Japan: It has to be different this time
An unprecedented policy initiative demands a new investment approach.
We have written up the bull case for Japan repeatedly in recent years and been invested in Japanese equities for most of that time. Part of the investment rationale was down to the ambitious reform efforts of the Abe administration and partly our belief that the quantitative easing being undertaken was a true commitment to reflate the economy. In this, we were correct and our investment benefitted from the sectors that typically do well in that scenario such as banks, real estate and other financials.
We also did so correctly expecting a relatively stable Yen, for whilst Japanese QE was underway, similar QE was going on in US, UK and Europe to partially offset any consequent Yen weakening and, of course, the Yen was proving to be a safe haven currency in nervous global stock markets prone to quick profit taking. Of course, Japanese QE is nothing new; the Bank of Japan practically invented it in 2001 and have been engaged with it ever since, except for an all to brief period of relative bliss before the global financial crisis hit in 2008.
But today, the scale of Japan’s latest QE is truly extraordinary, a multiple of that undertaken by the USA, and we think that the game has changed – for the better. Some elements of this new effort to kick start the economy look similar but are of a completely different order to that which we’ve seen before.
The reason for this, we believe, is that after all previous attempts to turn things around, the reality is that Japan has been mired in a battle against deflation for two decades and, whilst total bankruptcy has been avoided, the same problems remain economically, demographically and structurally. We think that this time really is different because, frankly, the authorities (including large corporates) realise that it has to be. We believe that the triumvirate of Government, Bank of Japan and large corporates are now engaged in a joint effort to save Japan from the serious consequences of a third decade of failure.
Firstly, as we have said before, just because Prime Minister Abe has committed to reform as part of his “three arrows” approach, does not mean that he is able to implement the third in the same way as the relatively easy first two arrows of monetary and fiscal easing/reform.
The reason for this is that the economic base of Japan is vast and fragmented. Its main stock market index, Topix (rather than Nikkei 225), comprises 1,700 companies and mostly industrials. The ups and downs of these companies are a world away from the mega cap household names like Toyota, Canon and Hitachi, for example, who historically exported their products overseas and, broadly, benefited from a weaker Yen. But what we have today is a list of around 100 global multinational “winners”, with operations around the world, able to dictate prices to their domestic suppliers, and whose contribution to corporate tax revenues has risen to 75% from less than 50% over the last decade.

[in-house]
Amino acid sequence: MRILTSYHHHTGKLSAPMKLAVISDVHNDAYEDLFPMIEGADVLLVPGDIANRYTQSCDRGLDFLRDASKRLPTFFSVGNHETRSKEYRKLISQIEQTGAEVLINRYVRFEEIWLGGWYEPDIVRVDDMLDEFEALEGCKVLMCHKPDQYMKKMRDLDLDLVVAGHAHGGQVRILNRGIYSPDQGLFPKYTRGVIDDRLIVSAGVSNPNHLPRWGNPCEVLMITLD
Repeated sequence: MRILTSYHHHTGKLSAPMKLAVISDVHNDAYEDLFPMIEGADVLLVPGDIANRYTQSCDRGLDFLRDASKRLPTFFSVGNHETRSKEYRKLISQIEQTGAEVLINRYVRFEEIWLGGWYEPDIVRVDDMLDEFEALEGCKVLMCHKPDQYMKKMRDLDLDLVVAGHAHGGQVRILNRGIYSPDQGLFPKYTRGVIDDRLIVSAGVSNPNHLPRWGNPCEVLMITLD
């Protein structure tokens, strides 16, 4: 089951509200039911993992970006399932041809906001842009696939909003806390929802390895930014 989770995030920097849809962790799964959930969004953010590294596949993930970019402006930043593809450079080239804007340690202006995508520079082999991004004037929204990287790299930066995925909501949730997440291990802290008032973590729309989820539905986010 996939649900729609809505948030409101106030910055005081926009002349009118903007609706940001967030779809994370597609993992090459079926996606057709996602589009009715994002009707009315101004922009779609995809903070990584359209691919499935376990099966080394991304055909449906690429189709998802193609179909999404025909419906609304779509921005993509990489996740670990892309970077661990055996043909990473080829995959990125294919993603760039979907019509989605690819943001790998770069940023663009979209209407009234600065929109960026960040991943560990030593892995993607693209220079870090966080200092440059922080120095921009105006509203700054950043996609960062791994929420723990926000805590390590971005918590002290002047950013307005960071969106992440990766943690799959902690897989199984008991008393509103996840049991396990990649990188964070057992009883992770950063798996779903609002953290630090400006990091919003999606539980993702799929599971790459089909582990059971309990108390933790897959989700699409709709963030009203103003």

Secondly, Japan has two clear cut objectives upon which it must now deliver; paying down the national debt (235% of GDP) and cutting the budget deficit. Question is, who can pick up the tab? Unfortunately, with the domestic economy pretty much on its back, the tax take from personal income is stagnant; virtually unchanged in nominal terms since 1987. Raising VAT looks out of the question too and it’s pretty much as high as it’s been since the 1970’s and we know that previous attempts to raise it made no difference because A) It’s not big enough to move the needle on tax take and B) the economy switched off like a light. And so we think that, in short, the only realistic source of taxation must come from the earnings of the biggest and most successful companies in Japan.
Naturally, it’s not as simple as raising corporate taxes to punitive levels – this is a free market and fully fledged democracy we’re talking about here, and smash and grab raids on profits are bad for everyone, especially investors. The solution has to be more sublime and this is where a weaker Yen could work wonders for the big multinationals.
If this new phase of adjustment manifests itself as a period of Yen weakness, which is clearly the objective, it should result in a huge boost to multinational profitability which in turn should, as part of the plan, feed through into wage growth and higher prices paid to domestic suppliers. If this sounds like an unlikely level of cooperation between corporate, government and central bank, we would add that we would never expect anything like this to happen outside of Japan.
In conclusion, we believe we are entering an unprecedented period of engineered growth and inflation for Japan, underpinned by a collective need to break the 20 year malaise and rebalance the economy.
Furthermore, we see this as an opportunity that goes beyond participating in a reflationary trade as we have done, successfully, until now. In order to optimise the potential returns, we think the best way to exploit the opportunity is to stay invested in Japanese equities but with a strategy that is very selective in the sectors which it invests. In addition, and most importantly, we will want the investment to be hedged from Yen back into Sterling in order to offset Yen weakness which, we believe, will weaken further than many expect.